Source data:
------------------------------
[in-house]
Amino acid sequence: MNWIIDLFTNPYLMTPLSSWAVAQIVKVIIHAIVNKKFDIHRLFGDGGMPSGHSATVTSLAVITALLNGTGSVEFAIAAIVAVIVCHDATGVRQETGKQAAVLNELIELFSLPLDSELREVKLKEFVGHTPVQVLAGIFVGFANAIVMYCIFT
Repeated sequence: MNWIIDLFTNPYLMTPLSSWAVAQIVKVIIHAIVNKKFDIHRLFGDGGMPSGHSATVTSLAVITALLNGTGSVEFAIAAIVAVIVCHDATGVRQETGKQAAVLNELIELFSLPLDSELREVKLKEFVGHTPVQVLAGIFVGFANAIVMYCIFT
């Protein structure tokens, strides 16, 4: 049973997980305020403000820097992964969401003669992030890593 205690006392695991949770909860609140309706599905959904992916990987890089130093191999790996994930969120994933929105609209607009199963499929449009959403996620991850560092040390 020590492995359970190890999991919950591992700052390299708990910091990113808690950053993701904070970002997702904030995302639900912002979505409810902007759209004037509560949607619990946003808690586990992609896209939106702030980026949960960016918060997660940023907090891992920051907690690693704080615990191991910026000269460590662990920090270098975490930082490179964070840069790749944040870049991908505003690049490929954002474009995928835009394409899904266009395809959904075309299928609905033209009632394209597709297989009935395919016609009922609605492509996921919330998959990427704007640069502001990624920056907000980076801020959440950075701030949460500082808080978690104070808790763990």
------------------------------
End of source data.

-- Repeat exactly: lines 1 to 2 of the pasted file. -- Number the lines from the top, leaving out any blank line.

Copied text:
[in-house]
Amino acid sequence: MNWIIDLFTNPYLMTPLSSWAVAQIVKVIIHAIVNKKFDIHRLFGDGGMPSGHSATVTSLAVITALLNGTGSVEFAIAAIVAVIVCHDATGVRQETGKQAAVLNELIELFSLPLDSELREVKLKEFVGHTPVQVLAGIFVGFANAIVMYCIFT